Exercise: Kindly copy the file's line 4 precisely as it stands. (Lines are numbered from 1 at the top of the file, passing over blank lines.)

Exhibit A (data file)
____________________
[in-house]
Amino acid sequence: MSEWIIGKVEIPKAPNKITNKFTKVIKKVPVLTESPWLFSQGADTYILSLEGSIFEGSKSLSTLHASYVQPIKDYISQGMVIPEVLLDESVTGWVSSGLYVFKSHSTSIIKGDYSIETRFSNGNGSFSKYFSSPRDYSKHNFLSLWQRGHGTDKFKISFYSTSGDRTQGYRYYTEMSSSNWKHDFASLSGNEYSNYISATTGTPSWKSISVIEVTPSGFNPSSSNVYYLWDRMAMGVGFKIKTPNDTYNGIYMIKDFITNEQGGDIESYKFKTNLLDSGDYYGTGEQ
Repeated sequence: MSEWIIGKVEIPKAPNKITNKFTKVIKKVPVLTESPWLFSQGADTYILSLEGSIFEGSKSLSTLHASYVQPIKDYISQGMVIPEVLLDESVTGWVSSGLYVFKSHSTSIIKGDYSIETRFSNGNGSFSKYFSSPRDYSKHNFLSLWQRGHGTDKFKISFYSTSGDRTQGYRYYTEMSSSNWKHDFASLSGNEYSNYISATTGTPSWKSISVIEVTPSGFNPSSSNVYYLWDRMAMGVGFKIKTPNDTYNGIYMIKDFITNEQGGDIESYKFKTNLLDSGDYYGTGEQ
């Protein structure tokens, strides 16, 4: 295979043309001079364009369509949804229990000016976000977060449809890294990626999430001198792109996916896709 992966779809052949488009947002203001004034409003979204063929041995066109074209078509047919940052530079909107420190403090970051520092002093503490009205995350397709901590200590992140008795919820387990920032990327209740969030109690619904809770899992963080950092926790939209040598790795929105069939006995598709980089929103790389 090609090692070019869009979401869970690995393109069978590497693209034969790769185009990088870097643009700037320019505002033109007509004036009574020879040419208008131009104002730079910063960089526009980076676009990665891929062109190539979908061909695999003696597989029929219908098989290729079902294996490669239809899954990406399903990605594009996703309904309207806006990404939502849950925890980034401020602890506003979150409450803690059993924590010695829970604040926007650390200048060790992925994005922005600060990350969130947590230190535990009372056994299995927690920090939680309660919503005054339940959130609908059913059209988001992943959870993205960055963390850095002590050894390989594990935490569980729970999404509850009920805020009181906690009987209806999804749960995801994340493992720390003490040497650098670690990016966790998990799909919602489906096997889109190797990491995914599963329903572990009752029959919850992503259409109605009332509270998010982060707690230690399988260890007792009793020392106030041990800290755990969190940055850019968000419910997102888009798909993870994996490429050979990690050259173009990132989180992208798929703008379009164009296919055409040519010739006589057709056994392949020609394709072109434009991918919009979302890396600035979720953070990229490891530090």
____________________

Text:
């Protein structure tokens, strides 16, 4: 295979043309001079364009369509949804229990000016976000977060449809890294990626999430001198792109996916896709 992966779809052949488009947002203001004034409003979204063929041995066109074209078509047919940052530079909107420190403090970051520092002093503490009205995350397709901590200590992140008795919820387990920032990327209740969030109690619904809770899992963080950092926790939209040598790795929105069939006995598709980089929103790389 090609090692070019869009979401869970690995393109069978590497693209034969790769185009990088870097643009700037320019505002033109007509004036009574020879040419208008131009104002730079910063960089526009980076676009990665891929062109190539979908061909695999003696597989029929219908098989290729079902294996490669239809899954990406399903990605594009996703309904309207806006990404939502849950925890980034401020602890506003979150409450803690059993924590010695829970604040926007650390200048060790992925994005922005600060990350969130947590230190535990009372056994299995927690920090939680309660919503005054339940959130609908059913059209988001992943959870993205960055963390850095002590050894390989594990935490569980729970999404509850009920805020009181906690009987209806999804749960995801994340493992720390003490040497650098670690990016966790998990799909919602489906096997889109190797990491995914599963329903572990009752029959919850992503259409109605009332509270998010982060707690230690399988260890007792009793020392106030041990800290755990969190940055850019968000419910997102888009798909993870994996490429050979990690050259173009990132989180992208798929703008379009164009296919055409040519010739006589057709056994392949020609394709072109434009991918919009979302890396600035979720953070990229490891530090």